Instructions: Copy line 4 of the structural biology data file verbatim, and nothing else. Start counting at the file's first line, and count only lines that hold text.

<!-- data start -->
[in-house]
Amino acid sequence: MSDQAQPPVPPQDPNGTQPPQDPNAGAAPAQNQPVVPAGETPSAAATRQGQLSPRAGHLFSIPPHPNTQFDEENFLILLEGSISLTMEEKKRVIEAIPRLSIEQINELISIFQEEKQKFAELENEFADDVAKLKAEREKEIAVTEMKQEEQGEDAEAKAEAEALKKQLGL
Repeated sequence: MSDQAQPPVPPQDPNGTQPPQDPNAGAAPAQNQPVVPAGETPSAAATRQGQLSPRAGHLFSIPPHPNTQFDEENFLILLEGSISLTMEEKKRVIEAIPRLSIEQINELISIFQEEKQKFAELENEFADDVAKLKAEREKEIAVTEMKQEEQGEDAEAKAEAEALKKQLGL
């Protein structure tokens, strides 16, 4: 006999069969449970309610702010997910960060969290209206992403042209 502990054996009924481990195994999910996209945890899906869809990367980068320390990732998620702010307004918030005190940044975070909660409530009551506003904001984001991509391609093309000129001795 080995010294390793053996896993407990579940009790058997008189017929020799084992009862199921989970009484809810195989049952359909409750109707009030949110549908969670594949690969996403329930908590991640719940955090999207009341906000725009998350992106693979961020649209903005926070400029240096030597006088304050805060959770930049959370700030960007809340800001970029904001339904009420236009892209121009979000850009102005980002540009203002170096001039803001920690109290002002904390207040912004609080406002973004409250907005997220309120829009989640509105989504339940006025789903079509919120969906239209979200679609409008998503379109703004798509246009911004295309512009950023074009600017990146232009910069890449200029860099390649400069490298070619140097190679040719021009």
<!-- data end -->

């Protein structure tokens, strides 16, 4: 006999069969449970309610702010997910960060969290209206992403042209 502990054996009924481990195994999910996209945890899906869809990367980068320390990732998620702010307004918030005190940044975070909660409530009551506003904001984001991509391609093309000129001795 080995010294390793053996896993407990579940009790058997008189017929020799084992009862199921989970009484809810195989049952359909409750109707009030949110549908969670594949690969996403329930908590991640719940955090999207009341906000725009998350992106693979961020649209903005926070400029240096030597006088304050805060959770930049959370700030960007809340800001970029904001339904009420236009892209121009979000850009102005980002540009203002170096001039803001920690109290002002904390207040912004609080406002973004409250907005997220309120829009989640509105989504339940006025789903079509919120969906239209979200679609409008998503379109703004798509246009911004295309512009950023074009600017990146232009910069890449200029860099390649400069490298070619140097190679040719021009």